During the Second World War, aircraft development went into overdrive. Many, in fact most, of the new machines were at the cutting edge of aviation technology for the time. However some designs were born out of practicality and necessity. The Bell XP-77 was one such design. The brief for a simplified lightweight fighter aircraft, built using “non-strategic” materials was initiated by the USAAF in 1941. The idea was to create an interceptor aircraft which was very much modeled on the fast and agile air racers from the 1930s.
On May 16th 1942, the USAAF ordered 25 XP-77s for testing. The aircraft was to be a single engine, low-wing monoplane built primarily from wood. The neat bubble canopy provided excellent vision in all directions – except for directly forward, a fairly major error for a point-and-shoot fighter aircraft!
Originally Bell had envisaged equipping the XP-77 with an air-cooled 500 horsepower 12 cylinder supercharged engine. However due to delays with the supercharged engine, a lower performance non-supercharged version of the 12 cylinder engine was fitted. The original production run of 25 aircraft was also reduced to just seven – mainly because there were only seven engines available for the project.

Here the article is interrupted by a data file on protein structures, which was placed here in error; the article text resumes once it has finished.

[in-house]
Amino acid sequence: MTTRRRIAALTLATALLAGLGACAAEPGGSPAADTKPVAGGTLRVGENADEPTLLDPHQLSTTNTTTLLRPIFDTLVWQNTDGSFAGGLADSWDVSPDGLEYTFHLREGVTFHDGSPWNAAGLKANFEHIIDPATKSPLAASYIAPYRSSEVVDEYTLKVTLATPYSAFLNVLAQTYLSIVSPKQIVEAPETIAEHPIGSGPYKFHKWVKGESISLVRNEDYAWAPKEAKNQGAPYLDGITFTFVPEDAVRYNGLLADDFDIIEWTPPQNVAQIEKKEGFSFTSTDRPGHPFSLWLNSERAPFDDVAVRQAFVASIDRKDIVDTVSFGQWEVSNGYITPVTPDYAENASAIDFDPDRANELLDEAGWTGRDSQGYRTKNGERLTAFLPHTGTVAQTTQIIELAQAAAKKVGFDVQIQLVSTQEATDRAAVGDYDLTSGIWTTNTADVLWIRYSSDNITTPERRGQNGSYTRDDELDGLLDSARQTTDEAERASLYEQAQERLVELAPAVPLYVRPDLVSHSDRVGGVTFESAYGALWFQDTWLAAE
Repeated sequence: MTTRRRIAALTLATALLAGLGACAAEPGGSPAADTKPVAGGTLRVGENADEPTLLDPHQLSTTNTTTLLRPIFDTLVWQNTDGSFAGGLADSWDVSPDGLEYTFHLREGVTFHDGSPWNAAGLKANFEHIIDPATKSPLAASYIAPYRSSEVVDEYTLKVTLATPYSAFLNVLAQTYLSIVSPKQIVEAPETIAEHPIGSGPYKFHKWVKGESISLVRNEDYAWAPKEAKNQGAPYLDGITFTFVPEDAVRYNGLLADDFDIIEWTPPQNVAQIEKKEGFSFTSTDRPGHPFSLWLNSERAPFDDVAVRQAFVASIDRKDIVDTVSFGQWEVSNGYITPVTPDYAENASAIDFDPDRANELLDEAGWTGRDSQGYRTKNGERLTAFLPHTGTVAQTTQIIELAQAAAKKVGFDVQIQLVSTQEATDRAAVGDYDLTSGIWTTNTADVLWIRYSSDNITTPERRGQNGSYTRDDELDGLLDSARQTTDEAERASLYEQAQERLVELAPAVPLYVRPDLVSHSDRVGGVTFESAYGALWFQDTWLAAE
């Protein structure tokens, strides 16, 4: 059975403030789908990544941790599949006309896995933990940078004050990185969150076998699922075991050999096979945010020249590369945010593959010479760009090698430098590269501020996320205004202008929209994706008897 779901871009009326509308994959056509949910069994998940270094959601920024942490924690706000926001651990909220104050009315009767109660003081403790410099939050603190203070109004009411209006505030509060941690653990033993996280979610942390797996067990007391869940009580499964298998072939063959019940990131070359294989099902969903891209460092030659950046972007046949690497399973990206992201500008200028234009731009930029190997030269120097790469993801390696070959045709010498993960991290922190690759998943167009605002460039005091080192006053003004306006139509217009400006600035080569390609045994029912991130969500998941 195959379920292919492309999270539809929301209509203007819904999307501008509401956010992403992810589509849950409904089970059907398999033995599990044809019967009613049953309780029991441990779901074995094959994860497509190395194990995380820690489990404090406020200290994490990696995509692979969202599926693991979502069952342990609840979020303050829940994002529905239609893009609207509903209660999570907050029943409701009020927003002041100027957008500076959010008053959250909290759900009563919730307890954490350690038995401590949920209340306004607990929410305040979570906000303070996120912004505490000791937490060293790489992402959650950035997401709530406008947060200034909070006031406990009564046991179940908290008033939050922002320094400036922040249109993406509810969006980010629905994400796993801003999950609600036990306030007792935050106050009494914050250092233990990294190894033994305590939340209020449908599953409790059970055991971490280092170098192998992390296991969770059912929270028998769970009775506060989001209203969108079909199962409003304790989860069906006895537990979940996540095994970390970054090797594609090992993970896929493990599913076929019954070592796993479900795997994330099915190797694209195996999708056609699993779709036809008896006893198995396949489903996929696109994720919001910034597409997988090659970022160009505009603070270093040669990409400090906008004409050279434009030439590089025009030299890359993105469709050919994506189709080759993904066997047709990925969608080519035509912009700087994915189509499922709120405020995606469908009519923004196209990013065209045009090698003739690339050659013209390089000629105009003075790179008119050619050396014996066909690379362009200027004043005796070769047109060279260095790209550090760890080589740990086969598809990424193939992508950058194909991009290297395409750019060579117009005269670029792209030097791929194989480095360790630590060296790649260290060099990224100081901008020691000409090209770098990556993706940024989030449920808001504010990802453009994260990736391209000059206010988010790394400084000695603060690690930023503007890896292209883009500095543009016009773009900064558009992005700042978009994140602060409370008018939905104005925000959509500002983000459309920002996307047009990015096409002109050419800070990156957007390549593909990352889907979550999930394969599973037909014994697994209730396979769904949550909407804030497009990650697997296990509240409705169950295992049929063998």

In September 1942 the Bell Aircraft Corporation unveiled a mock-up of the aircraft for a USAAF inspection team. At the meeting both the USAAF and Bell voiced some concerns about the aircraft’s development. Firstly, the weight was above the 3,7oo lb (1,678 kg) limit set out in the original brief. But perhaps more troublesome were the delays in construction thanks to a sub-contractor brought in to build the wooden airframe – due to the fact Bell’s production facilities were occupied with more important aircraft. At the meeting Bell asked if they could build just two prototypes for testing. The USAAF agreed.
Originally the idea was to arm the XP-77 with one Hispano 20 mm cannon which fired through the propeller hub, and two 0.5 inch Browning machine guns. Optionally it could be equipped with either a 300 lb bomb or a 325 lb depth charge – if the extra weight of the cannon was removed.
Neither of the prototypes was ever fitted with any armaments, and the project continued to suffer from delays and setbacks throughout development – many relating from engineering problems associated with trying to reduce the aircraft’s weight. As the problems stacked up, the USAAF decided to continue with the project, but reduced its importance. Now instead of being a prototype for a possible fighter aircraft, it was merely a test bed to see how well a wooden aircraft could perform against contemporary combat aircraft.
The first flight of the Bell XP-77 was on April 1st 1944. True to the problematic character of the aircraft from the very start, the initial flight revealed that the XP-77 suffered terribly from vibration due to the fact the engine was mounted directly to the airframe. In addition the XP-77 proved to be a difficult aircraft to fly, and it was significantly underpowered.
During further tests with the second prototype in October 1944, the aircraft was destroyed after it entered into an inverted spin while attempting to perform a classic combat aircraft maneuver, the Immelmann turn. Thankfully the pilot managed to bail out. The XP-77 project wasn’t quite so lucky, and in December 1944 any further development of the sole remaining aircraft was canceled.